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The Protestant Reformation

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  • 1. CHAPTER 11:THE PROTESTANTREFORMATIONA break from tradition and Catholicism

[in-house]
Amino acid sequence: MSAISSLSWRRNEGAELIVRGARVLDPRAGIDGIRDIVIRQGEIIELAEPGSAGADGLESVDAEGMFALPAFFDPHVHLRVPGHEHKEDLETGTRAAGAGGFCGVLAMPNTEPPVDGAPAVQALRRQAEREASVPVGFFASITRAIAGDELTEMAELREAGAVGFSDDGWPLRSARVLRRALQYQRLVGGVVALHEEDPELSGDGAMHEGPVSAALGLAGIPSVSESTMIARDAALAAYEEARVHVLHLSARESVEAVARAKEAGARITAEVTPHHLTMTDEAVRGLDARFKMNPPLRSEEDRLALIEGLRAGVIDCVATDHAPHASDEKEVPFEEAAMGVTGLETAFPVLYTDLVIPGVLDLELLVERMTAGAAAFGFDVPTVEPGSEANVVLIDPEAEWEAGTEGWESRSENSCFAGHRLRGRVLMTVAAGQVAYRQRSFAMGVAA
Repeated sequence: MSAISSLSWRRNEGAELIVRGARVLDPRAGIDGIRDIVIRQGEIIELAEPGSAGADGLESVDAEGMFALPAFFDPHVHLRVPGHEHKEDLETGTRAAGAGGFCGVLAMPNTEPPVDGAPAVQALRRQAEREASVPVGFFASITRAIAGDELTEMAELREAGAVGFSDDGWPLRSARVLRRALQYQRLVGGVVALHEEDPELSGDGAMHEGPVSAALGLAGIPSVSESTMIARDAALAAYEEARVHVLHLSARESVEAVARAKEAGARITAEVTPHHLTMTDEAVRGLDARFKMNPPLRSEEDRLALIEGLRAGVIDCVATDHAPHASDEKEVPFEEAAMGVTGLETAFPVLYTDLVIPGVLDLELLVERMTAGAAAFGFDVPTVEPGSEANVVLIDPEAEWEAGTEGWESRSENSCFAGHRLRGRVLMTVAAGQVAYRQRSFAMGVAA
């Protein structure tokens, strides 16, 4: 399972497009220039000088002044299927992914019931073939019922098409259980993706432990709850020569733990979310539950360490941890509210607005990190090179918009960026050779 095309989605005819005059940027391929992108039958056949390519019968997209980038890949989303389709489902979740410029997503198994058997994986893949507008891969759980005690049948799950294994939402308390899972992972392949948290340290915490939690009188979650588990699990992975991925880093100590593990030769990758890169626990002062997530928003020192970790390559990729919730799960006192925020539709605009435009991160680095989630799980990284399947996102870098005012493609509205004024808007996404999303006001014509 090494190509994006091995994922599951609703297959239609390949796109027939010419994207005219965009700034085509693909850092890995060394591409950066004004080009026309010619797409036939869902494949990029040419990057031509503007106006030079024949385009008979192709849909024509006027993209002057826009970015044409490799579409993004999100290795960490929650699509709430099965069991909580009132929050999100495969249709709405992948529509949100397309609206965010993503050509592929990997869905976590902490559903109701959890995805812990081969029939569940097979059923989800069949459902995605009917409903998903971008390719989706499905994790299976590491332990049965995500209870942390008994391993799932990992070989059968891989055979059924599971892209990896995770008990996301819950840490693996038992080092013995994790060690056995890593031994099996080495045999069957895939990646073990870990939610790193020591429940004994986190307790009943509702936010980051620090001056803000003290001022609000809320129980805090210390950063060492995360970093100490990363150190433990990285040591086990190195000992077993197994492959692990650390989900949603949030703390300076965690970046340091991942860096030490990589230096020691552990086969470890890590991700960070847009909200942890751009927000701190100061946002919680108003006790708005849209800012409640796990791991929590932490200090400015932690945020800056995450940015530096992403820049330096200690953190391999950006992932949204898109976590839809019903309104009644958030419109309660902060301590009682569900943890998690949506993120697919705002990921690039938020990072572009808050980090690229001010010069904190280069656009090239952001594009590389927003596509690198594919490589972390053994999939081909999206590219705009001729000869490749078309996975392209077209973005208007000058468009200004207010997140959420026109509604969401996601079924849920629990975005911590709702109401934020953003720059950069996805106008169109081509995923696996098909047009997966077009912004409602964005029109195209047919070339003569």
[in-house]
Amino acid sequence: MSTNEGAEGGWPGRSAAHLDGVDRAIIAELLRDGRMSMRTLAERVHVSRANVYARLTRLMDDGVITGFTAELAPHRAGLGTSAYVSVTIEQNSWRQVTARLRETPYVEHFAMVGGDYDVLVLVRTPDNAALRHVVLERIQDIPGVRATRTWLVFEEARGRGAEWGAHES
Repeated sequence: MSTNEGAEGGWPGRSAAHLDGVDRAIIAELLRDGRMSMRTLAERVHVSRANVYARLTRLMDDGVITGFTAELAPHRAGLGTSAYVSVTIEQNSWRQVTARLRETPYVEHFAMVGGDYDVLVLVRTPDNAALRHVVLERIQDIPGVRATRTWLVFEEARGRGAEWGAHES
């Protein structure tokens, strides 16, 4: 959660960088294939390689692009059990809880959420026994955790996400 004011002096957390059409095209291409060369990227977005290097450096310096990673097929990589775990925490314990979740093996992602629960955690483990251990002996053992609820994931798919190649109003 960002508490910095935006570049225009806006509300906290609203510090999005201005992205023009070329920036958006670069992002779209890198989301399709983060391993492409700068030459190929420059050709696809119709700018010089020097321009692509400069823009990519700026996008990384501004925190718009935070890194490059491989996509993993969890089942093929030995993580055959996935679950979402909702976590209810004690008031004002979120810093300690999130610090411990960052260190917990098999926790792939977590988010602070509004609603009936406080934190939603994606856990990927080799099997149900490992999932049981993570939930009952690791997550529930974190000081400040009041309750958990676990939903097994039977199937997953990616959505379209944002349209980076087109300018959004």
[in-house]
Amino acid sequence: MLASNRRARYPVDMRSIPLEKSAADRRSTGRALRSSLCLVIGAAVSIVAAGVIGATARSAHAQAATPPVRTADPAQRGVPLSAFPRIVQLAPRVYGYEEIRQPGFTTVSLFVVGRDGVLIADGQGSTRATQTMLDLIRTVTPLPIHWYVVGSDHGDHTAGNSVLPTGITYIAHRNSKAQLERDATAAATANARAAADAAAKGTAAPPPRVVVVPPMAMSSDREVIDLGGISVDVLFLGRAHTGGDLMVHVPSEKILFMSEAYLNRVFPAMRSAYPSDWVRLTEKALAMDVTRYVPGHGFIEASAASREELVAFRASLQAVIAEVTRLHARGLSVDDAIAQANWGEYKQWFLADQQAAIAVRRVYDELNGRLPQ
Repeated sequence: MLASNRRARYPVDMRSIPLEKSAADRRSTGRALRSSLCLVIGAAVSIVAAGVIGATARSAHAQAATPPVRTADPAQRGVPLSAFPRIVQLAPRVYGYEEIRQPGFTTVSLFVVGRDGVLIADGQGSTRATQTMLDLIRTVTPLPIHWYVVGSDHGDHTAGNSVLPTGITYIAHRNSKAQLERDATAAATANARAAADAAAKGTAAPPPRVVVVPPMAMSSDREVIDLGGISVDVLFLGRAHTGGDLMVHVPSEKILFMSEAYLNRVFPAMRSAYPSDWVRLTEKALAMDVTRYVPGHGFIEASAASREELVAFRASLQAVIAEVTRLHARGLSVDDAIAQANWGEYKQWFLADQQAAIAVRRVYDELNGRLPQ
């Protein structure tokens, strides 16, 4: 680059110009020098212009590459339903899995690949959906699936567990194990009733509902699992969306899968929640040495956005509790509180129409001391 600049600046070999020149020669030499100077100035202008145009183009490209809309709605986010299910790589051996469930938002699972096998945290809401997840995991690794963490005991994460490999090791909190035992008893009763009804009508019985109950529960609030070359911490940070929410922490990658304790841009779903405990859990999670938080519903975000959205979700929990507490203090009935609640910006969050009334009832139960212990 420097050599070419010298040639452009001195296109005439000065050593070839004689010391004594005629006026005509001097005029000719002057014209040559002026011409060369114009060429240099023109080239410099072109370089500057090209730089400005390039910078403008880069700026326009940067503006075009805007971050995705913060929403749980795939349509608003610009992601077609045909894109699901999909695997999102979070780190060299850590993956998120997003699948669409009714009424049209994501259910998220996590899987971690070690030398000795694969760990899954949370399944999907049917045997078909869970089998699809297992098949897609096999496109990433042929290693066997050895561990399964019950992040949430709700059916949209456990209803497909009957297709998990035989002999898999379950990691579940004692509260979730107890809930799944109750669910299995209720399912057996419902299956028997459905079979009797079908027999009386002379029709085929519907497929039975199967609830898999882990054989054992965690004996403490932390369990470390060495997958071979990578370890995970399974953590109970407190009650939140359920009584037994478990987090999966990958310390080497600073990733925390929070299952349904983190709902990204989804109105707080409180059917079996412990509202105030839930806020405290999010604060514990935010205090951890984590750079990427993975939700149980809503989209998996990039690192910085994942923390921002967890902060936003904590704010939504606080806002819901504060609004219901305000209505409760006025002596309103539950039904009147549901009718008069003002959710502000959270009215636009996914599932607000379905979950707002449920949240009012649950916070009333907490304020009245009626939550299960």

2. Trouble Brewing Either with them or against them Heretics and the Inquisition Shifts in priorities Thearts Defending Papal States Celibacy? Corruption Especially in Germanic Areas John Wycliffe John Huss 3. When the timing is right The Printing Press By 1500, 250 cities printing 9-10 million books Erasmus a harsh critic People begin reading the Bible on their own 4. Martin Luther Was a devout Catholic, served as a monk, tried to continually bring himself closer to God Struggled with his faith Puzzled and inspired by The just shall live by faith Angered by Johann Tetzel 5. Johann Tetzel Sale of Indulgences Heaven Insurance for youand your loved ones dead or alive! No sooner than the cofferring, than a soul frompurgatory doth spring 6. The 95 Theses Nails his Ninety-five Theses tohttp://media- cdn.tripadvisor.cthe door of the Castle Church in om/media/photo- s/01/63/41/87/95Wittenberg, Germany on All -thesis-of-martin- luther.jpgHallows Eve, 1517 Salvation by faith alone; heopposed the Catholic Churchsbeliefs in penance and goodworks Bible is the only authority forChristian life; Pope is a falseauthority Priesthood of all believers each person should have anindividual relationship with Godand should read/interpret theBible for him/herself All people are equal in the eyesof God 7. Luthers ideas diffuse quickly Wrote many books, essays, and letters whichare quickly printed and spread throughout Luther was not easily silenced he ideas shakeEurope He did not originally intend to start an entirenew branch of Christianity 8. Pope Leo X Giovanni de Medici, son of Lorenzo the Magnificent Pope Leo X issues a Papal Bull June 15,1520 and threatens to excommunicate Luther unless he recanted Luther and his students at the University of Witten berg burned the Papal Bull in a bonfire Pope excommunicates Luther 9. Who do you think said this? A single friar who goes counter toall Christianity for a thousand yearsmust be wrongI will proceedagainst him as a notorious heretic 10. Charles V HRE 1521 summons Luther to the Imperial Diet atWorms to stand trial Refuses to recant his ideas, Unless I am convinced by Scripture and plainreasonmy conscience is captive to the Wordof God. I cannot and I will not recant anything,for to go against conscience is neither right norsafe. Here I stand. I cannot do otherwise.Amen. Charles V replies A single friar who goes counter to allChristianity for a thousand years must bewrongI will proceed against him as anotorious heretic Charles V issues Edict of Worms declaringLuther an outlaw and heretic 11. Frederick the Wise German prince of Saxony,protects Luther in his castle for the first year afterthe Diet of Worms Spendsthe year translating the New Testament intoGerman Luthers ideas were practiced priests beganleading worship in German, calling themselvesministers People give up on trying to reform the CatholicChurch and become a group known as Lutherans 12. Group of princes loyal to the Pope join forces andcreate an alliance against Luthers ideas The princes who support Luther sign a statementprotesting this alliance become known as theProtestants 13. Spreading Luthers Ideas Luther becomes friends with Erasmus who refused tofully support the Reformation Rising humanistic influences lead people toemphasize the role man should play in religion Peasants embrace the ideas and Luthers criticismsof monastic landowners; rebel and solicit Lutherssupport; demand release from serfdom WritesAgainst the Robbing and Murdering Hordes ofPeasants to the nobles; denounces peasants Why? He needs the princes support for Protestantism to survive 14. Spreading Ideas, cont. European rulers want to reduce the influence of the Church and theHRE Princes continue to protect Luther from the Catholics What is in it for the princes? Want to weaken the HRE. Want as much power as possible. Diet of Speyer 1526 Emperor (distracted) agrees that each German territory was free to enforce the Edict of Worms against Luther Gives the German princes territorial sovereignty in religious matters Buys the Reformation concepts to take hold in Germany and Switzerland 15. Women and the Reformation Which idea do you think appealed to women the most? Concept of equality in Gods eyes Protestant teachings emphasized more compassionatemarriages More compassionate Increased education for women More grounds for divorce if a husband violated his vows During the early years, women were major writers andpreachers As Protestant groups become more formal, womensopportunities decrease 16. Religious Warfare Charles V decides to fight against the Protestants Diet at Augsburg 1530 meeting of the princes Diet ended with a blunt order to revert Lutherans to Catholicism Augsburg Confession Protestants enter a defensive alliance called theSchmalkaldic League Schmalkaldic Articles Luther League reaches a stalemate with Charles V 1547 Charles V unleashes the military on the Protestants, crush theSchmalkaldic League, imperial law mandates Protestants reconvert Peace of Augsburg 1552 allows each German ruler to decide what theirregions religion will be Latin phrase cuius regio, eius religo he who rules establishes religion Technically only allows Lutheranism or Catholicism Ecclesiastical reservation added prevents converters from taking church lands with them 17. Charles is worn out Gave Spain (including land in the Americas, part ofItaly, and the Netherlands, to his son Philip II Holy Roman Empire to Ferdinand Retires to a monastery in Spain before dying in1558 18. The Reformation Ripple For each of the following construct a chart thataddresses: Who, where, and when What they believed Significance in the Protestant Reformation and beyond Zwingli John Calvin Anabaptists John Knox Henry VIII 19. Reformation Skits Please write a script for a skit that demonstrates thedialogue for 2-4 Protestant Reformationtheologians (depends on group size) and onepolitical figure. You may choose the setting and the purpose of themeeting/dialogue, but must have a dialogue thatdemonstrates an understanding of the differentreformation ideas and challenges. Each dialogue should last 4-5 minutes. Everyonemust have a speaking part. 20. Ulrich Zwingli First major reformer to follow Luther(no denomination though) Preached in Zurich, ideas spreadoutward to Switzerland and S.Germany community discipline Churches become morepuritanical Transubstantiation?Consubstantiation? Symbolic? 21. John Calvin The Elect Predestination City of Saints set up a model govt in Geneva Inspires Puritanism 22. John Knox Inspired by Calvin Brings Protestantism toScotland Presbyters Leads a coup detat tooverthrow Mary Stuart Nationalizes Calvinism 23. Henry VIII Overview: Six Wives Catherine of Aragon divorced (1533) Daughter - Mary Anne Boleyn beheaded (unjustly accused of adultery) Daughter Elizabeth Jane Seymour died (12 days after giving birth) Son - Edward Anne of Cleves divorced Catherine Howard beheaded (actual adultery) Catherine Parr - survived 24. The Church of England Requested divorce from Pope Clement VII Asks Cardinal Wolsey for the same, fires him Charles V (Cath. Of Aragons nephew) marched into Rome and held thePope hostage to prevent divorce Archbishop of Canterbury, Thomas Cranmer will annul the marriage Reformation Parliament Asks them to strip the Popes power in England Legalize Henrys divorce, Pope not supposed to interfere Act of Supremacy 1534 Declares King as the head of Englands Church 25. William Tyndale new English version of the Bible Henry VIII ClosedCatholic monasteries and other church lands Sells the land for profit Church of England (Anglican or Episcopal) Six Articles affirm CofE doctrines celibacy, literal confession etc (this will change) 26. Kidsments/king_edwardVI_gallery.htm Edward VI crowned at 9 reigned for six years 1st Protestant King Mary Bloody Mary Reignedfive years M. Felipe II of Spain Very Catholic Had over 300 murdered ermine.jpg Elizabeth The VirginQueen 27. Elizabeth I Converts England back to Protestantism for good. Church of England 39 Articles define Anglican doctrine Move away from some traditional Catholic practices (literal confession, Latin, allegiance to the Pope, clerical celibacy, etc) Include elements of Protestantism Book of Common Prayer Created under Edward VI Officialized under Elizabeth I 28. The Spread of Protestantism 29. Protestant Work Ethic Protestant Bourgeoisie middle class (especially in the North) tended toreact against authority (like the Church and the Nobility); thus, they usuallychose to become Protestant A new value system develops Every man (rich or poor) can serve God in his job Labor and thrift are Godly virtues Profits are permissible if used to benefit society and to glorify God Results? Explosion of capitalism from Dutch, English, and Swiss Protestants Capitalism = economy based on competition and individual acheivement Protestant Work Ethic 30. Don Quixote Miguel de Cervantes William Shakespeare